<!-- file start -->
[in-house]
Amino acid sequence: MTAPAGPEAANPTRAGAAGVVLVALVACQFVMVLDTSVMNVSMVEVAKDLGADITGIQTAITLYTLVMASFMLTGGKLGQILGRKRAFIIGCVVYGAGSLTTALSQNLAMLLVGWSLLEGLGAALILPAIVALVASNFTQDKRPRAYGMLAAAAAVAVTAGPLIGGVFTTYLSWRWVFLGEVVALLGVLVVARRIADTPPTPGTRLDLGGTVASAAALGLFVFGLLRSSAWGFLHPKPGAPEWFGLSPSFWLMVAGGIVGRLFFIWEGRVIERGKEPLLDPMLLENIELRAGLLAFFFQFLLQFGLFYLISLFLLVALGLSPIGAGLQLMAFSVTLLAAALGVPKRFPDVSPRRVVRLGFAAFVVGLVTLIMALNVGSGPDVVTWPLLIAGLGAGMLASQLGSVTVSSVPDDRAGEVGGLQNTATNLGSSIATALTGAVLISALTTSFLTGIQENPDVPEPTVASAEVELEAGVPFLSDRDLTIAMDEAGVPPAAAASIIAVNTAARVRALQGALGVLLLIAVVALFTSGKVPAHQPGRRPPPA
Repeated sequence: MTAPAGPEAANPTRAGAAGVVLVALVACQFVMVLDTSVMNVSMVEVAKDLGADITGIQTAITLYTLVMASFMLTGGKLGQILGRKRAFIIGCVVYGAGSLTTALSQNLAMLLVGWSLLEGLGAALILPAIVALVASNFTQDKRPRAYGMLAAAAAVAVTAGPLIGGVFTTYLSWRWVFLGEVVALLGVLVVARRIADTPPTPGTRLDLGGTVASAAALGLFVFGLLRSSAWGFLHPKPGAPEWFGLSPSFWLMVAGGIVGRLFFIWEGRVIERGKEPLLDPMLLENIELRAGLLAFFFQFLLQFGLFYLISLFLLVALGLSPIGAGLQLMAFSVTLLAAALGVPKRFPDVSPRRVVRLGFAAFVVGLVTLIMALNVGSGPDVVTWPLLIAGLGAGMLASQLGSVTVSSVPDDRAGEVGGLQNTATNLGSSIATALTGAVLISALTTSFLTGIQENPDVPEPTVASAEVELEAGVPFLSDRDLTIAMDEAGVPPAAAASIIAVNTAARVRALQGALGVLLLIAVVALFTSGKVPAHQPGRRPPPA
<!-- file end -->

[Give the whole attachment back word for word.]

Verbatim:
[in-house]
Amino acid sequence: MTAPAGPEAANPTRAGAAGVVLVALVACQFVMVLDTSVMNVSMVEVAKDLGADITGIQTAITLYTLVMASFMLTGGKLGQILGRKRAFIIGCVVYGAGSLTTALSQNLAMLLVGWSLLEGLGAALILPAIVALVASNFTQDKRPRAYGMLAAAAAVAVTAGPLIGGVFTTYLSWRWVFLGEVVALLGVLVVARRIADTPPTPGTRLDLGGTVASAAALGLFVFGLLRSSAWGFLHPKPGAPEWFGLSPSFWLMVAGGIVGRLFFIWEGRVIERGKEPLLDPMLLENIELRAGLLAFFFQFLLQFGLFYLISLFLLVALGLSPIGAGLQLMAFSVTLLAAALGVPKRFPDVSPRRVVRLGFAAFVVGLVTLIMALNVGSGPDVVTWPLLIAGLGAGMLASQLGSVTVSSVPDDRAGEVGGLQNTATNLGSSIATALTGAVLISALTTSFLTGIQENPDVPEPTVASAEVELEAGVPFLSDRDLTIAMDEAGVPPAAAASIIAVNTAARVRALQGALGVLLLIAVVALFTSGKVPAHQPGRRPPPA
Repeated sequence: MTAPAGPEAANPTRAGAAGVVLVALVACQFVMVLDTSVMNVSMVEVAKDLGADITGIQTAITLYTLVMASFMLTGGKLGQILGRKRAFIIGCVVYGAGSLTTALSQNLAMLLVGWSLLEGLGAALILPAIVALVASNFTQDKRPRAYGMLAAAAAVAVTAGPLIGGVFTTYLSWRWVFLGEVVALLGVLVVARRIADTPPTPGTRLDLGGTVASAAALGLFVFGLLRSSAWGFLHPKPGAPEWFGLSPSFWLMVAGGIVGRLFFIWEGRVIERGKEPLLDPMLLENIELRAGLLAFFFQFLLQFGLFYLISLFLLVALGLSPIGAGLQLMAFSVTLLAAALGVPKRFPDVSPRRVVRLGFAAFVVGLVTLIMALNVGSGPDVVTWPLLIAGLGAGMLASQLGSVTVSSVPDDRAGEVGGLQNTATNLGSSIATALTGAVLISALTTSFLTGIQENPDVPEPTVASAEVELEAGVPFLSDRDLTIAMDEAGVPPAAAASIIAVNTAARVRALQGALGVLLLIAVVALFTSGKVPAHQPGRRPPPA